Prolific character actor Stephen Tobolowsky shared his memories of “Groundhog Day” director Harold Ramis, who died Monday at his Chicago home from complications related to autoimmune inflammatory vasculitis. He was 69.

During an AMA on Reddit, Tobolowsky credited Ramis with giving him his big break in “Groundhog Day,” the hit 1993 comedy that starred frequent Ramis collaborator Bill Murray. Tobolowsky, who has appeared in more than 200 films and television shows, said Ramis “was one of my heroes” and the director gave him important career advice on the set of “Groundhog Day.”

“Harold Ramis one day took me aside and said ‘Being an actor is impossible. You need four heroes in your life to succeed as an actor.’ What he meant was that you need help from four unlikely sources to succeed. It's too hard to do it on your own. You need help coming from where you don't expect it, like four Gandalfs riding over the hill on his white charger,” the 62-year-old character actor said during the Reddit AMA. “Of course, Harold didn't know it at the time but he was one of my heroes.”

Tobolowsky also knew Ramis beyond the movie set. He also shared a personal memory of the late director, writer and actor, whose credits included “Ghostbusters,” “Animal House,” “Stripes,” and “Caddyshack.”

“We were at a party in the mountains in Malibu, Harold once pull out his guitar and played a new song he had written. It was so beautiful, so filled with joy. It almost felt like that was the real him,” Tobolowsky said. “Besides being a phenomenal actor and a great comedic director, he had something people don't have usually. And that's courage. He was brave. He was brave as an actor, he was brave as a director, and he was brave as a writer. That's the impression I had of him. As a man of enormous courage.”

Tobolowsky said Ramis was one of the people who had a signature influence on his career. He said Ramis filled “Groundhog Day” “with so much joy and so much insight on how to film comedy.” The veteran character actor also said Ramis “always seemed to be on the verge of laughing” when he was behind the camera.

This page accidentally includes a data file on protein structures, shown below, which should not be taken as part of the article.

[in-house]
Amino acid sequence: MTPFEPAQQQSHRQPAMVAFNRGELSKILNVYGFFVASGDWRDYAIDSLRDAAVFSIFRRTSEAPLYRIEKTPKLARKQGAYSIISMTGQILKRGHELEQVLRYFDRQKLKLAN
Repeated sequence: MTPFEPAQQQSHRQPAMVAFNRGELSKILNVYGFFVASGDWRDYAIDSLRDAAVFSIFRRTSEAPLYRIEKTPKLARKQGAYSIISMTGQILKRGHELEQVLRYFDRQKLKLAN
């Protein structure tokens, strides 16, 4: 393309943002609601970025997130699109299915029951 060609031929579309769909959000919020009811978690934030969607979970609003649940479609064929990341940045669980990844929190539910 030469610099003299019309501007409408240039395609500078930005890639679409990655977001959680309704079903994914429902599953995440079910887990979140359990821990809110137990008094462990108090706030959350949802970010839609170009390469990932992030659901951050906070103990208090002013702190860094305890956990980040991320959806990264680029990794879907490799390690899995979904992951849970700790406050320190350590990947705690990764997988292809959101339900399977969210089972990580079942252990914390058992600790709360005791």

“It was like he always had some joke in the back of his mind that he wasn't telling anybody. No matter how long the shoot day was, no matter what tensions were on the set, he had this kind of twinkle and smirk that you thought he was going to break into laughter at any moment,” Tobolowsky said. “And I think it shows, certainly in his acting work. Every performance has that complete joy.”

The Reddit conversation also delved into Tobolowsky’s prolific career. Redditor LordWaffleDog asked if Tobolowsky has been in so many productions that he’s forgot a movie or television show that he’s been in. Tobolowsky said that did, in fact, happen.

There is one: "Romeo Must Die." I CANNOT have been in that movie. I wrote to IMDB and I said 'This is Stephen Tobolowsky. I don't think I've been in Romeo Must Die.'"

They wrote back and said "Are you really Stephen Tobolowsky?"

I said "Am I really in 'Romeo Must Die'?" It was kind of a stand-off.

I don't think i'm in that movie. It's been on there for years."

Reddit sleuths got to the bottom of the mix-up. It turns out Tobolowsky was right about "Romeo Must Die," but he was referring to the wrong movie. He appeared in "Romeo Is Bleeding," which was the film he didn't remember being in.

"Goddamn it. I watched all of 'Romeo Must Die' to see if I was in it. But now I think that the movie I actually might be in [and not remember myself in] is 'Romeo Is Bleeding,'" Tobolowsky said. He said part of the problem involves not knowing a film's title until after the movie is wrapped up.

"A lot of times when you shoot a movie, like 'The Insider' for example -- that movie did not have a name at the time that I was shooting it. The name comes out later after the movie is done," he said. "So sometimes you make a movie and you don't know the name of what you've been in. So it makes complete sense that I might've shot something and not known whether it was 'Romeo Must Die' or 'Romeo Is Bleeding.' Complete Sense!"